If avrg = 0 Then
      avrg = this
    Else
      w0   = this / 2
      avrg = avrg / 2 + w0
      If grnd = 0 Then
        grnd = avrg
      End If
      #IfDef USE_SERTXD
        SerTxd( #this, TAB, #avrg, CR, LF )
      #EndIf
    End If
    Pause 430
  Loop
 
#74
Hippy, before I consider your post #73 code, let me express a substantial doubt: when I record the least significant byte (bit 0 to 7) of the output, it swings from 10 to 200 without moving. We can apply any smoothing, average or other tools but it will not be possible to have a meaningful data from that byte.
My conclusion is that something is wrong in reading the pressure raw data from the sensor.
Can you have a new look to the data sheet to ensure that the ADC reading collect the right sensor raw data?
 

hippy

Technical Support
Staff member
#75
Hippy, before I consider your post #73 code, let me express a substantial doubt: when I record the least significant byte (bit 0 to 7) of the output, it swings from 10 to 200 without moving. We can apply any smoothing, average or other tools but it will not be possible to have a meaningful data from that byte.
The least significant byte is the noise the linked article talks about. We can make that meaningful, apply smoothing, but only by averaging all 24-bits. That's a pain to do on a PICAXE.

But that noise is like someone with very shaky hands manually adjusting a watch which doesn't tick to keep up with what the actual time is; the seconds hand will go back and forth and all over the place even if they are keeping hour and minute time correctly.

But, by removing the seconds hand we won't see that noise, even though it's still there. There might be a little noise in the minutes every now and again but not that much. That's what we are achieving by truncating to 16-bits. It therefore doesn't matter that there is noise.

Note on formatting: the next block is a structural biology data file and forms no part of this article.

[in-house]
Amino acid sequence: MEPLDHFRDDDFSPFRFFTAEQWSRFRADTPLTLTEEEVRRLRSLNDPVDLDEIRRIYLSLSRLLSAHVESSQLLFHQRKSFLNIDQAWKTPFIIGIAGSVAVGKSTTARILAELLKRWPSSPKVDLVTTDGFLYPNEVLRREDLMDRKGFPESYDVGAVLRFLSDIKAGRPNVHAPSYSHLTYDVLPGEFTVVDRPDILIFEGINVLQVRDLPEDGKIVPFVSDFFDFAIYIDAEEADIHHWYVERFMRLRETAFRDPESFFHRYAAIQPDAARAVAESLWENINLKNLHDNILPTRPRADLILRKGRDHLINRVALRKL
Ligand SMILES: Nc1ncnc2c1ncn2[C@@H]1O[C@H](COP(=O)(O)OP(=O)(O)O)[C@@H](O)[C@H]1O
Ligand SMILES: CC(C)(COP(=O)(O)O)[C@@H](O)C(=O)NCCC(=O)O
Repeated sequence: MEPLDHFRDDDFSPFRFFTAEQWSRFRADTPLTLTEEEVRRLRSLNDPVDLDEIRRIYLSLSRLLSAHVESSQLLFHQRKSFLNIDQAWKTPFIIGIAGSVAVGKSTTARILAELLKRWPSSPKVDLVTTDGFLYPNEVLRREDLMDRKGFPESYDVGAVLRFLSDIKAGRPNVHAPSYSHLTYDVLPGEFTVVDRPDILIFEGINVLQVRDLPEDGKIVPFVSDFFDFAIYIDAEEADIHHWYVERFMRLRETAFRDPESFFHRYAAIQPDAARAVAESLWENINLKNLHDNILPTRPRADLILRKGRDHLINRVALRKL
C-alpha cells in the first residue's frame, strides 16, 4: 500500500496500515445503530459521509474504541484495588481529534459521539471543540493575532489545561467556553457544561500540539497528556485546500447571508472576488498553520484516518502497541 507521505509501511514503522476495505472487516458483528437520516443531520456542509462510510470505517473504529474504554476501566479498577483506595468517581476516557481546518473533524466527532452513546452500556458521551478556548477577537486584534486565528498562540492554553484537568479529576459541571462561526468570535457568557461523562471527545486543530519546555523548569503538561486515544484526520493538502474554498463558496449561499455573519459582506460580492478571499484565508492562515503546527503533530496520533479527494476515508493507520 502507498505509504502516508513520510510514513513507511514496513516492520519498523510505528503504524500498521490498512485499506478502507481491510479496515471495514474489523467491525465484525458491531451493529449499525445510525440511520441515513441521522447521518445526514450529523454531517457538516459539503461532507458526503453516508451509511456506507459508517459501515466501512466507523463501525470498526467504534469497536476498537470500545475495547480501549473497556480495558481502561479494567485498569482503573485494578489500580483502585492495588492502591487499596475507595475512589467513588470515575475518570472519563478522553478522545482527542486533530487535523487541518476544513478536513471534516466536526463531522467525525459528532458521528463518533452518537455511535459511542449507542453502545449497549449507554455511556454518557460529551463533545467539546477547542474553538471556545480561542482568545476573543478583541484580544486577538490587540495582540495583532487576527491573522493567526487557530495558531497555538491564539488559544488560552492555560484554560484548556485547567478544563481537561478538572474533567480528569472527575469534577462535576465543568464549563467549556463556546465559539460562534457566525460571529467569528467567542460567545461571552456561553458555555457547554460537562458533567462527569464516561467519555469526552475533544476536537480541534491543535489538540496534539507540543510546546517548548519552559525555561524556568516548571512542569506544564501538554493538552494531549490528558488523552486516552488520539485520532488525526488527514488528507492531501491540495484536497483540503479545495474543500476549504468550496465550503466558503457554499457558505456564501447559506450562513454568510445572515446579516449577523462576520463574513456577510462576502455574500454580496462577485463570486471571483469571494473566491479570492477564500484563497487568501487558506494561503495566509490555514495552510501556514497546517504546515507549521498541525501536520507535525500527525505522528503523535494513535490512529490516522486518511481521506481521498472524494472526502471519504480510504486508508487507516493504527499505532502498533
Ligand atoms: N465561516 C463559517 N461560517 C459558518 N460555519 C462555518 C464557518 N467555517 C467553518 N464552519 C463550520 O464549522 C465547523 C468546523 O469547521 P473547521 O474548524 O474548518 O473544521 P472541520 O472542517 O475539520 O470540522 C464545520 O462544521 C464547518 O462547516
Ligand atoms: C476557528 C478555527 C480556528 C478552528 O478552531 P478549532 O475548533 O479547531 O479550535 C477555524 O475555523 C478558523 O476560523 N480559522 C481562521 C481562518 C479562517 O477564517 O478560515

Another analogy is an audio amp wound-up to full, maximum resolution, "11" as the joke goes. There will be lots of hiss. Turn the volume down a little and there will be less hiss.

By making the volume lower, reducing the range of volume, we effectively average out the noise. We are reducing 24-bits, actually 23-bits because of our subtract $300000 trick, to 16-bits. The pressure gets compressed, but so does the noise -

23BIT.jpg

The only consequence of doing it this way is that we no longer have altitude resolution of +/-2mm, only +/-250mm, and that's not so bad when we don't actually need to have +/-2mm for the end application.

My conclusion is that something is wrong in reading the pressure raw data from the sensor.
Can you have a new look to the data sheet to ensure that the ADC reading collect the right sensor raw data?
It looks right to me; the numbers match what I think we would be expecting to see.

The best way to confirm it would be to get some readings and look at the results. At ground level, up at 1 metre, up at 10 metres, at 20 metres; the more the merrier, and the higher the better.

If the drop in readings going from ground level to 10 metres is somewhat the same as the drop going from 10 metres to 20 then that would seem to confirm it.

Knowing what those readings were and at what altitude would also make it easier to determine how to convert pressure to an actual altitude output.

As regards the datasheet; D1 is pressure, D2 is temperature, the ADC command we use is $48, which means read D1 (pressure) with 4096 oversampling. That all checks out.
 
#76
Last attempt: let's do the average=(average+this)/n and add the last 10 readings of b0 into W0. Hopefully the operation will take less than 500 ms. I'll come back once I complete such code.